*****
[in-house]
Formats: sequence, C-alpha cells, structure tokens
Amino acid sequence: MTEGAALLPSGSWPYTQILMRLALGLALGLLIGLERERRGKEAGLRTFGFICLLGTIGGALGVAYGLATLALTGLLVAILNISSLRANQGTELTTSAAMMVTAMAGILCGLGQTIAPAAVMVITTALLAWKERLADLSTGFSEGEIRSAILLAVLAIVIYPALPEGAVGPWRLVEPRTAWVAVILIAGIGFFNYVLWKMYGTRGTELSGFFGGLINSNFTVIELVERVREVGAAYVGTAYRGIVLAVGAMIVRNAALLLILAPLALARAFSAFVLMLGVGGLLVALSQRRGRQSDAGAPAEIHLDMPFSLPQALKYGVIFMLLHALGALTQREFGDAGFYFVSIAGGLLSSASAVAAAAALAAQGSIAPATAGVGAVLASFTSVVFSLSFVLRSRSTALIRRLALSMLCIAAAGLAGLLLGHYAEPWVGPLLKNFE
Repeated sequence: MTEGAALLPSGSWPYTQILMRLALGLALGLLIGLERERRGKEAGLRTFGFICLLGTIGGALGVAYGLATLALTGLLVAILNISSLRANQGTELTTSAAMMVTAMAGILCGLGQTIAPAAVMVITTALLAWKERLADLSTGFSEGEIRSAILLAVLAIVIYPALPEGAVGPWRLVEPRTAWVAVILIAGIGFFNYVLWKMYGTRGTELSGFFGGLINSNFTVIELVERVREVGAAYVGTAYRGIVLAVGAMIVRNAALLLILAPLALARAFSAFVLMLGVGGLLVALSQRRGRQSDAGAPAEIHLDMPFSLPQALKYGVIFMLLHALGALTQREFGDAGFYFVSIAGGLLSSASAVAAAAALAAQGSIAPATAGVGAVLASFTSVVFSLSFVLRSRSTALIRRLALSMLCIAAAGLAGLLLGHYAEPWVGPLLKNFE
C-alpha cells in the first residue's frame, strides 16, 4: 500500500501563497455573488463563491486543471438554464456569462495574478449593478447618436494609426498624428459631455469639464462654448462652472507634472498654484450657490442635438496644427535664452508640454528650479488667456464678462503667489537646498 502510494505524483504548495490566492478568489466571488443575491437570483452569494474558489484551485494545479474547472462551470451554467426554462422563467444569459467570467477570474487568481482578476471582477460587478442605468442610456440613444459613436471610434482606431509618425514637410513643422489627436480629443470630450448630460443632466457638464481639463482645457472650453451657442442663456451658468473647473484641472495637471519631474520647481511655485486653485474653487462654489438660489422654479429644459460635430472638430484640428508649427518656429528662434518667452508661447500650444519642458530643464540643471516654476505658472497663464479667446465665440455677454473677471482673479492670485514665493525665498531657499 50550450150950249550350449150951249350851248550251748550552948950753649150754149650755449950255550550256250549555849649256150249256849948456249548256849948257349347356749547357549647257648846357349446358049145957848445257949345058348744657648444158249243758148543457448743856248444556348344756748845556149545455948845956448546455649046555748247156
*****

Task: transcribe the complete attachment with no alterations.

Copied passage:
[in-house]
Formats: sequence, C-alpha cells, structure tokens
Amino acid sequence: MTEGAALLPSGSWPYTQILMRLALGLALGLLIGLERERRGKEAGLRTFGFICLLGTIGGALGVAYGLATLALTGLLVAILNISSLRANQGTELTTSAAMMVTAMAGILCGLGQTIAPAAVMVITTALLAWKERLADLSTGFSEGEIRSAILLAVLAIVIYPALPEGAVGPWRLVEPRTAWVAVILIAGIGFFNYVLWKMYGTRGTELSGFFGGLINSNFTVIELVERVREVGAAYVGTAYRGIVLAVGAMIVRNAALLLILAPLALARAFSAFVLMLGVGGLLVALSQRRGRQSDAGAPAEIHLDMPFSLPQALKYGVIFMLLHALGALTQREFGDAGFYFVSIAGGLLSSASAVAAAAALAAQGSIAPATAGVGAVLASFTSVVFSLSFVLRSRSTALIRRLALSMLCIAAAGLAGLLLGHYAEPWVGPLLKNFE
Repeated sequence: MTEGAALLPSGSWPYTQILMRLALGLALGLLIGLERERRGKEAGLRTFGFICLLGTIGGALGVAYGLATLALTGLLVAILNISSLRANQGTELTTSAAMMVTAMAGILCGLGQTIAPAAVMVITTALLAWKERLADLSTGFSEGEIRSAILLAVLAIVIYPALPEGAVGPWRLVEPRTAWVAVILIAGIGFFNYVLWKMYGTRGTELSGFFGGLINSNFTVIELVERVREVGAAYVGTAYRGIVLAVGAMIVRNAALLLILAPLALARAFSAFVLMLGVGGLLVALSQRRGRQSDAGAPAEIHLDMPFSLPQALKYGVIFMLLHALGALTQREFGDAGFYFVSIAGGLLSSASAVAAAAALAAQGSIAPATAGVGAVLASFTSVVFSLSFVLRSRSTALIRRLALSMLCIAAAGLAGLLLGHYAEPWVGPLLKNFE
C-alpha cells in the first residue's frame, strides 16, 4: 500500500501563497455573488463563491486543471438554464456569462495574478449593478447618436494609426498624428459631455469639464462654448462652472507634472498654484450657490442635438496644427535664452508640454528650479488667456464678462503667489537646498 502510494505524483504548495490566492478568489466571488443575491437570483452569494474558489484551485494545479474547472462551470451554467426554462422563467444569459467570467477570474487568481482578476471582477460587478442605468442610456440613444459613436471610434482606431509618425514637410513643422489627436480629443470630450448630460443632466457638464481639463482645457472650453451657442442663456451658468473647473484641472495637471519631474520647481511655485486653485474653487462654489438660489422654479429644459460635430472638430484640428508649427518656429528662434518667452508661447500650444519642458530643464540643471516654476505658472497663464479667446465665440455677454473677471482673479492670485514665493525665498531657499 50550450150950249550350449150951249350851248550251748550552948950753649150754149650755449950255550550256250549555849649256150249256849948456249548256849948257349347356749547357549647257648846357349446358049145957848445257949345058348744657648444158249243758148543457448743856248444556348344756748845556149545455948845956448546455649046555748247156